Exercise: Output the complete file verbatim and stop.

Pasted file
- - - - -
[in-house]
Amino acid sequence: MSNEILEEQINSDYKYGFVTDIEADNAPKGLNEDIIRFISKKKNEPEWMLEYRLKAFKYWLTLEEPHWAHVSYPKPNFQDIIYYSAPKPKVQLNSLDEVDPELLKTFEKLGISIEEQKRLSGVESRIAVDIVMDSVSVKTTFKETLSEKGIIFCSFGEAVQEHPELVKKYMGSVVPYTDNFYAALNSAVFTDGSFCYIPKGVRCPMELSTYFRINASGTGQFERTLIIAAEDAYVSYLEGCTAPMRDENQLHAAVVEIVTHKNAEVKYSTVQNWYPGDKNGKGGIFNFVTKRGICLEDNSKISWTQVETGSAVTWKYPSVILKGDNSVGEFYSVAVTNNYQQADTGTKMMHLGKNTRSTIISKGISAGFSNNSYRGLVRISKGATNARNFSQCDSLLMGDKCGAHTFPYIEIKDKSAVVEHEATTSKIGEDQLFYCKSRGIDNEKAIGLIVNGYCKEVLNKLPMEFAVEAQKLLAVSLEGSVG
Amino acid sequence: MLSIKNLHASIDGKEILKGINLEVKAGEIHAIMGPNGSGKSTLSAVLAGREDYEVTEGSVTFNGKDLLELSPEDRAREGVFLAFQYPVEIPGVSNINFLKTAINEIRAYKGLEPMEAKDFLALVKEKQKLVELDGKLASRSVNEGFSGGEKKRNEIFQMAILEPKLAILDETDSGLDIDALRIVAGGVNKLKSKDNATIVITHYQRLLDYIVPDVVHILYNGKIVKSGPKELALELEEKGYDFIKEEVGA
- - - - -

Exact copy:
[in-house]
Amino acid sequence: MSNEILEEQINSDYKYGFVTDIEADNAPKGLNEDIIRFISKKKNEPEWMLEYRLKAFKYWLTLEEPHWAHVSYPKPNFQDIIYYSAPKPKVQLNSLDEVDPELLKTFEKLGISIEEQKRLSGVESRIAVDIVMDSVSVKTTFKETLSEKGIIFCSFGEAVQEHPELVKKYMGSVVPYTDNFYAALNSAVFTDGSFCYIPKGVRCPMELSTYFRINASGTGQFERTLIIAAEDAYVSYLEGCTAPMRDENQLHAAVVEIVTHKNAEVKYSTVQNWYPGDKNGKGGIFNFVTKRGICLEDNSKISWTQVETGSAVTWKYPSVILKGDNSVGEFYSVAVTNNYQQADTGTKMMHLGKNTRSTIISKGISAGFSNNSYRGLVRISKGATNARNFSQCDSLLMGDKCGAHTFPYIEIKDKSAVVEHEATTSKIGEDQLFYCKSRGIDNEKAIGLIVNGYCKEVLNKLPMEFAVEAQKLLAVSLEGSVG
Amino acid sequence: MLSIKNLHASIDGKEILKGINLEVKAGEIHAIMGPNGSGKSTLSAVLAGREDYEVTEGSVTFNGKDLLELSPEDRAREGVFLAFQYPVEIPGVSNINFLKTAINEIRAYKGLEPMEAKDFLALVKEKQKLVELDGKLASRSVNEGFSGGEKKRNEIFQMAILEPKLAILDETDSGLDIDALRIVAGGVNKLKSKDNATIVITHYQRLLDYIVPDVVHILYNGKIVKSGPKELALELEEKGYDFIKEEVGA